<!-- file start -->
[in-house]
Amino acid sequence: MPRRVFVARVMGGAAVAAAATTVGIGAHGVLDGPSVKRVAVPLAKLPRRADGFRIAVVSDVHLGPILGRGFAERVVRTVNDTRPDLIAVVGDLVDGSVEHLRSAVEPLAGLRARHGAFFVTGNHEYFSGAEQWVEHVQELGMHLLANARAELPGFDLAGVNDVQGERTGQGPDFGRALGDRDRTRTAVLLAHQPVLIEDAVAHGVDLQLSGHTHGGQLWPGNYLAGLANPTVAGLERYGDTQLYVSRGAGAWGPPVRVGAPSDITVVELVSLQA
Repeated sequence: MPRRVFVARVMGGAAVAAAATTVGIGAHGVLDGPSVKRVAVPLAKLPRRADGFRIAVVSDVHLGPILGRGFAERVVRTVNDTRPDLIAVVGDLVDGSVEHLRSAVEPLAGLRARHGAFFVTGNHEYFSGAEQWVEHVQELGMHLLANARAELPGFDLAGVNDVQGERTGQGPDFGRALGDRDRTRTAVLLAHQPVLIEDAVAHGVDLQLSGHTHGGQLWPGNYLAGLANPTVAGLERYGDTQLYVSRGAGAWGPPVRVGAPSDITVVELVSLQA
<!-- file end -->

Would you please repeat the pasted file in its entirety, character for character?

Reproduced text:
[in-house]
Amino acid sequence: MPRRVFVARVMGGAAVAAAATTVGIGAHGVLDGPSVKRVAVPLAKLPRRADGFRIAVVSDVHLGPILGRGFAERVVRTVNDTRPDLIAVVGDLVDGSVEHLRSAVEPLAGLRARHGAFFVTGNHEYFSGAEQWVEHVQELGMHLLANARAELPGFDLAGVNDVQGERTGQGPDFGRALGDRDRTRTAVLLAHQPVLIEDAVAHGVDLQLSGHTHGGQLWPGNYLAGLANPTVAGLERYGDTQLYVSRGAGAWGPPVRVGAPSDITVVELVSLQA
Repeated sequence: MPRRVFVARVMGGAAVAAAATTVGIGAHGVLDGPSVKRVAVPLAKLPRRADGFRIAVVSDVHLGPILGRGFAERVVRTVNDTRPDLIAVVGDLVDGSVEHLRSAVEPLAGLRARHGAFFVTGNHEYFSGAEQWVEHVQELGMHLLANARAELPGFDLAGVNDVQGERTGQGPDFGRALGDRDRTRTAVLLAHQPVLIEDAVAHGVDLQLSGHTHGGQLWPGNYLAGLANPTVAGLERYGDTQLYVSRGAGAWGPPVRVGAPSDITVVELVSLQA